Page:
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Friday, February 04, 2005

Is the Editorial Page Where the MSM Will Find Cyber-Salvation?

More than a few denizens of the typical daily newspaper newsroom these days fear for the future of their chosen employers. Circulation declines continue unabated despite the best efforts to stem the red ink, classified advertising revenues are fleeing to the Internet and rare indeed are readers under 30 years of age who ever even pickup a daily at a newstand.

But there is more than mere hope for the survival, perhaps even the renewed prospering of the traditional daily newspaper, but only if, according to Dan Gillmor, the people in charge recognize they must become part of "the conversation with the community and, even more, helping community members have a conversation among themselves. Newspapers, given their positions, can be at the center of this conversation -- not the object of it in most cases, but the enabler and, to some extent, agenda-setter."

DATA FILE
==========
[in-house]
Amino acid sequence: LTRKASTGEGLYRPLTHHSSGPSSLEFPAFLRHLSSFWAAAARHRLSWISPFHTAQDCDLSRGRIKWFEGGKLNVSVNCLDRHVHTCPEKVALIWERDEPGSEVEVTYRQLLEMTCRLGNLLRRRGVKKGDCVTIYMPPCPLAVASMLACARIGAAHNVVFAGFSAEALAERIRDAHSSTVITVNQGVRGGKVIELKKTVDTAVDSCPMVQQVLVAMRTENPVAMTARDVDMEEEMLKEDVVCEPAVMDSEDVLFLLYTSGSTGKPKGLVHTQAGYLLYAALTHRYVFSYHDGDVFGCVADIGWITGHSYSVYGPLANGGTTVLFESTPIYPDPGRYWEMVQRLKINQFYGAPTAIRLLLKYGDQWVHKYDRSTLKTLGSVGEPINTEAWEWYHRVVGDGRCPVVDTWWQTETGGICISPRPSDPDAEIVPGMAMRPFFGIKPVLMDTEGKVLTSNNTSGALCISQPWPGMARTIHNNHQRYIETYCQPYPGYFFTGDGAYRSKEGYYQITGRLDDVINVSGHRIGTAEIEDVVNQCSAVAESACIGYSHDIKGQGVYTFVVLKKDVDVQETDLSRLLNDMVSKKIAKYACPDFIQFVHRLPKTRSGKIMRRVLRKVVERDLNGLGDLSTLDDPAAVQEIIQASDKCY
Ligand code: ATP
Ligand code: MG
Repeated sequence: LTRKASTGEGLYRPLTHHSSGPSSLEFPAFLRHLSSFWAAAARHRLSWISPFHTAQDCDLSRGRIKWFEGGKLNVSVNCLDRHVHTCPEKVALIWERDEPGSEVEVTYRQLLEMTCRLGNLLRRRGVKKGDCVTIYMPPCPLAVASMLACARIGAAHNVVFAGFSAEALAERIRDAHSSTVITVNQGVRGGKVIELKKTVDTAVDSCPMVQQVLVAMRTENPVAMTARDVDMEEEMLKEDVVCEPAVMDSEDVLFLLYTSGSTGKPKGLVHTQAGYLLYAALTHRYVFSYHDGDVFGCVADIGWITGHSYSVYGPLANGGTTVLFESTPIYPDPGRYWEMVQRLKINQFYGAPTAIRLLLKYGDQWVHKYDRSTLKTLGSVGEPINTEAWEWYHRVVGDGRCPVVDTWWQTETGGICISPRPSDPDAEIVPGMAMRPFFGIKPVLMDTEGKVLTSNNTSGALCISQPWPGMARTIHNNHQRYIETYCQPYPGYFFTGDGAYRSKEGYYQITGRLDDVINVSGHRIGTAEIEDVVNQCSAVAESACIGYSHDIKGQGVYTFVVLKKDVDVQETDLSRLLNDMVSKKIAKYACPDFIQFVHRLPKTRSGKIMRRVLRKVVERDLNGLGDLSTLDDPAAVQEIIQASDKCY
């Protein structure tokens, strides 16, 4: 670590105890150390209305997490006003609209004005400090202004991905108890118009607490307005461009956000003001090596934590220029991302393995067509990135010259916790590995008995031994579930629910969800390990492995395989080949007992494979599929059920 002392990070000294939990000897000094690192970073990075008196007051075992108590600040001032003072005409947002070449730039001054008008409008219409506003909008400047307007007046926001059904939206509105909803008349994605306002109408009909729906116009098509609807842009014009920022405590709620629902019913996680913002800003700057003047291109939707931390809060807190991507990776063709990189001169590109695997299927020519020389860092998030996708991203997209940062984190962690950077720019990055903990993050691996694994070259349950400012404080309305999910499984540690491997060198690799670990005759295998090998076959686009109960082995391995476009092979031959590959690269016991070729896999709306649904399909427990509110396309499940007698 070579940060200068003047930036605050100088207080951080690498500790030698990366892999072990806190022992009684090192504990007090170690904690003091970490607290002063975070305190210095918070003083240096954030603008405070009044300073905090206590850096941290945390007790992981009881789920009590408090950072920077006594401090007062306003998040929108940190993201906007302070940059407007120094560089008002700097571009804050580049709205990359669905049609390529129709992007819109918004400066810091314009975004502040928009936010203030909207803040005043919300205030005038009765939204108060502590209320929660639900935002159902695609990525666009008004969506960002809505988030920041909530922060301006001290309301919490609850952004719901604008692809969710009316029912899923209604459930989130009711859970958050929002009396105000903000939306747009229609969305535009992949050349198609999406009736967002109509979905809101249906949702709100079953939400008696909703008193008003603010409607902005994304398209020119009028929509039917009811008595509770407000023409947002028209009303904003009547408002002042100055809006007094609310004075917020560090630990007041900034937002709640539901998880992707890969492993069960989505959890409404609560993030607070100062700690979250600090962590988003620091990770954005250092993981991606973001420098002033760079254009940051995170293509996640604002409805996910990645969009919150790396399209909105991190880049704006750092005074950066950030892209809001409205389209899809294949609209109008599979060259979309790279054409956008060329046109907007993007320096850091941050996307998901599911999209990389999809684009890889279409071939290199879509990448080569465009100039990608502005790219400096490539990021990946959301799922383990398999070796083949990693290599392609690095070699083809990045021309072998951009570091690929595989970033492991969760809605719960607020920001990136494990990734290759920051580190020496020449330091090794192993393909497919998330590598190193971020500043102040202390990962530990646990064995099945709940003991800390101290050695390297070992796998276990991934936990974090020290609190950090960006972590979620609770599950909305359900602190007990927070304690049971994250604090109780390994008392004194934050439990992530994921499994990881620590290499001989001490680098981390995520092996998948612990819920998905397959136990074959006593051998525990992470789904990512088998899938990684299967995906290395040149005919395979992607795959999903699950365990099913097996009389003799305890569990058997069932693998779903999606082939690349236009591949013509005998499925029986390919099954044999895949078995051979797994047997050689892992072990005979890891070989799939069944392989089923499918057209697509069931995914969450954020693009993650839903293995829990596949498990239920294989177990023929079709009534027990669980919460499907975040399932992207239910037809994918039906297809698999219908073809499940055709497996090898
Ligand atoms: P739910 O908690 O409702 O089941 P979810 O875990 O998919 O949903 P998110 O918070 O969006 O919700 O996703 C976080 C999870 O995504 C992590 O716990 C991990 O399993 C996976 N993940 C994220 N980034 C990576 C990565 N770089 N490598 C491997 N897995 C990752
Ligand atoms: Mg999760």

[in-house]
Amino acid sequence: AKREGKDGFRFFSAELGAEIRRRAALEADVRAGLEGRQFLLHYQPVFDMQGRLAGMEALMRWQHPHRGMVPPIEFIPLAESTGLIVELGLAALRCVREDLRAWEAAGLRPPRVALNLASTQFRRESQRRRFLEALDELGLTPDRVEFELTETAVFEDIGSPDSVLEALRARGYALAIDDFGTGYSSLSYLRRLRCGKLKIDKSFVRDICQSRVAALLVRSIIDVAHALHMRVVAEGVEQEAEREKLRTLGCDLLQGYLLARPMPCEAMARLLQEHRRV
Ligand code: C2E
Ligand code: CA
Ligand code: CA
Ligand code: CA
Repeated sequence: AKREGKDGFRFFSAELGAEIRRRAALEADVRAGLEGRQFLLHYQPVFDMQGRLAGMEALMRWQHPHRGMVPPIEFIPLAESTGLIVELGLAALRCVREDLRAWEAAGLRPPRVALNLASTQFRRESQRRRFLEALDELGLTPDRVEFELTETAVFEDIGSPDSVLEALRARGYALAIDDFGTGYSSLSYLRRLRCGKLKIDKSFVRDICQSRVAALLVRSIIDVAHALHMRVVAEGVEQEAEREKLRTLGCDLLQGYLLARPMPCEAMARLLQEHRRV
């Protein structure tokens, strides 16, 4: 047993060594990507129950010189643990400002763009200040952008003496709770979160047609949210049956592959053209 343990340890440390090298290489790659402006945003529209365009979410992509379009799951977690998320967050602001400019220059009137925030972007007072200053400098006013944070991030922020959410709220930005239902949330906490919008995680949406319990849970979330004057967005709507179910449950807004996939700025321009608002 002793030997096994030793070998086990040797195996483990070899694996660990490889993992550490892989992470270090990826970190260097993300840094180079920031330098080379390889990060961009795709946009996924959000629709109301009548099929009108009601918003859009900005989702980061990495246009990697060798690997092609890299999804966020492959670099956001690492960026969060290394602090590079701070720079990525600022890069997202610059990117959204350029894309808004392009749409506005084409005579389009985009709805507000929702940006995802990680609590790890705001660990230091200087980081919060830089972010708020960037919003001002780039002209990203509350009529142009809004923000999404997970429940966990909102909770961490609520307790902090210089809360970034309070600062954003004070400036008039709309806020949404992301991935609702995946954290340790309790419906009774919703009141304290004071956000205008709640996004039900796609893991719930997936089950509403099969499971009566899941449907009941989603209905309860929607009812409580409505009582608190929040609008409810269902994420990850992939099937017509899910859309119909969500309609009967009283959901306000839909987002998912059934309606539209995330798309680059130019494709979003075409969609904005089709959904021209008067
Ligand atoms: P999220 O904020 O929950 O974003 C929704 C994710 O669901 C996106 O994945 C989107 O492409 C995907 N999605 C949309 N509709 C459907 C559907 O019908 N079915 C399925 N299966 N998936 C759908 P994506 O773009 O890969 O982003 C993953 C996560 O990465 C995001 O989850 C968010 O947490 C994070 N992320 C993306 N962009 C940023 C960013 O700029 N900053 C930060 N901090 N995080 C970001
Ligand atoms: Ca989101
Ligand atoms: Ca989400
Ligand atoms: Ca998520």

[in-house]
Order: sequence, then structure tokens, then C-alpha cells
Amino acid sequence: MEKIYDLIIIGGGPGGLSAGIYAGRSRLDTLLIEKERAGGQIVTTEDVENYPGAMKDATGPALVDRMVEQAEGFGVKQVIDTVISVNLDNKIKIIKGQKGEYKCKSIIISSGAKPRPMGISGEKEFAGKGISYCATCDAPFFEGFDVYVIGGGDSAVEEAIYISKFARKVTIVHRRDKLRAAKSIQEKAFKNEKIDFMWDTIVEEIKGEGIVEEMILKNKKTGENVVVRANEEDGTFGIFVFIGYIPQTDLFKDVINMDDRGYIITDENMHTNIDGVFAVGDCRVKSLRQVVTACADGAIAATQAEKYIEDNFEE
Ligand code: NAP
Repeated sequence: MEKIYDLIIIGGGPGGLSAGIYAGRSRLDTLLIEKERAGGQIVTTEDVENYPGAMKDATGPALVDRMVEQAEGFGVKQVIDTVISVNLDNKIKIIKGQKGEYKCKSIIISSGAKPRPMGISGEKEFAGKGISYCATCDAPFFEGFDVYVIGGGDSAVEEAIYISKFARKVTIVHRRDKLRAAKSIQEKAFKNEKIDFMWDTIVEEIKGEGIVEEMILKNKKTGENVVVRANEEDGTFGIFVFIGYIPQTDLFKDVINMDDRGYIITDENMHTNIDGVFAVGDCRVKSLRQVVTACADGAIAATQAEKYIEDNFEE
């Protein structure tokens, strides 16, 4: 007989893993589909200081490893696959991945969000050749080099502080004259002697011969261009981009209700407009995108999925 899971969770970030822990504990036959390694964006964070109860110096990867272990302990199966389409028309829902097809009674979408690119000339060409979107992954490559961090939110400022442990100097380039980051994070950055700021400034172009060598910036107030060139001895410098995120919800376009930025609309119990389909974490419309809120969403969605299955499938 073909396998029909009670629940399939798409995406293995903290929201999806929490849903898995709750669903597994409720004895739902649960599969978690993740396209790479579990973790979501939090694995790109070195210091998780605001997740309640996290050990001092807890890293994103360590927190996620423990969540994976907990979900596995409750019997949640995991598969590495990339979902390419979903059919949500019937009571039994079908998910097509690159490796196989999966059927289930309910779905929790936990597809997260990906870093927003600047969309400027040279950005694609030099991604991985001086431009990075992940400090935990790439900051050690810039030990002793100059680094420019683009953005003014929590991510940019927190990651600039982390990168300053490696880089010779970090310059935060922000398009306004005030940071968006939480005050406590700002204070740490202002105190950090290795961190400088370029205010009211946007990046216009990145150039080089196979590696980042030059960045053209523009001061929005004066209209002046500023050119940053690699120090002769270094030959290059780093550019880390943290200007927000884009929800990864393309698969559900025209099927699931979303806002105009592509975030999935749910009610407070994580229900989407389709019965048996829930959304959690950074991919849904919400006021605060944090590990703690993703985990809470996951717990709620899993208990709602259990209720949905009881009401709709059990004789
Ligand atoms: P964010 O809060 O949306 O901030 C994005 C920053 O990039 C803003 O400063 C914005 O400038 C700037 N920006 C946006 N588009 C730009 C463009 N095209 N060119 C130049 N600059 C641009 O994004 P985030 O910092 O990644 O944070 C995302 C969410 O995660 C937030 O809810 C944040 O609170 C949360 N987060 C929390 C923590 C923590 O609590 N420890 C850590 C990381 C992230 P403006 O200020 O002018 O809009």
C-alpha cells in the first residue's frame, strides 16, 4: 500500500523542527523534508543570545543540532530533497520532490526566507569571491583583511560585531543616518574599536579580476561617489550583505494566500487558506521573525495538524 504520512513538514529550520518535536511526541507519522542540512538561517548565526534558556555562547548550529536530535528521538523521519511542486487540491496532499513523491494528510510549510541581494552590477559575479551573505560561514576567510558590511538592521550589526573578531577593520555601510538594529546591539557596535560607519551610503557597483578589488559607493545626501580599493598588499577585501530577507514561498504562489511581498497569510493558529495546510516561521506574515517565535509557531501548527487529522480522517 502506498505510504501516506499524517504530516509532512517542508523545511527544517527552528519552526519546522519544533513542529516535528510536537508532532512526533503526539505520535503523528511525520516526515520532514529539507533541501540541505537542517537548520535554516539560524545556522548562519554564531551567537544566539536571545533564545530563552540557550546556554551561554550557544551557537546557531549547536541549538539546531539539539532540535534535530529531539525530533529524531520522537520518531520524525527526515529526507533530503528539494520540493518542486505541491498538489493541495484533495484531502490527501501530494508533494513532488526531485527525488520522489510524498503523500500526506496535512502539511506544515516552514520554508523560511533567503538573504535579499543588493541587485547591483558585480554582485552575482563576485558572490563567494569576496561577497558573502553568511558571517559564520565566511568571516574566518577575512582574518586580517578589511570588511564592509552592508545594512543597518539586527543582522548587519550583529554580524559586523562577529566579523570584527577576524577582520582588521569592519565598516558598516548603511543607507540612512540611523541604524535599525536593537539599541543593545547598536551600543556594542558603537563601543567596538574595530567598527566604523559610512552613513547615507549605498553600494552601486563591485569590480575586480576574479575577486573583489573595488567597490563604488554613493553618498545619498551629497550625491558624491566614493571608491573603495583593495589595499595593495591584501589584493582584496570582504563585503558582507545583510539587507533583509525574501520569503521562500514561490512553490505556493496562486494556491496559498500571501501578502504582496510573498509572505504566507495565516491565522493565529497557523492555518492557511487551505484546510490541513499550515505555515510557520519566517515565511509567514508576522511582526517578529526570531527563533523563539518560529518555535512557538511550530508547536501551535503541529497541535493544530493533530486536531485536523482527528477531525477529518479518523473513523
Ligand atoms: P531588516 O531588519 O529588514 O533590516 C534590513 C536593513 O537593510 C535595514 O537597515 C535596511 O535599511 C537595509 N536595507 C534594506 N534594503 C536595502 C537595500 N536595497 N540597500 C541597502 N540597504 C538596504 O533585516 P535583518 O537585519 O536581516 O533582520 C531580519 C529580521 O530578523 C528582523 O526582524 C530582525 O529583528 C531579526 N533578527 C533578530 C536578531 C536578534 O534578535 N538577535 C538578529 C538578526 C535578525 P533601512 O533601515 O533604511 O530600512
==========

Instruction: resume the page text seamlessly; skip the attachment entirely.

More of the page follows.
The "conversation," of course is the one enabled by the Internet, especially via blogs. News is 24/7 and so is conversation about the news. That is why news consumers, not news providers, now drive the news process.

But Gillmor makes an interesting point this morning on his "Dan Gillmor on Grassroots Journalism" blog - it may well be the editorial page that holds the key to the traditional daily's opportunity to become engaged in the news conversation in any given community. People on the news reporting side of the newsroom likely are scoffing now as they read that assertion, but Gillmore makes a convincing case, which you should read in full, starting here.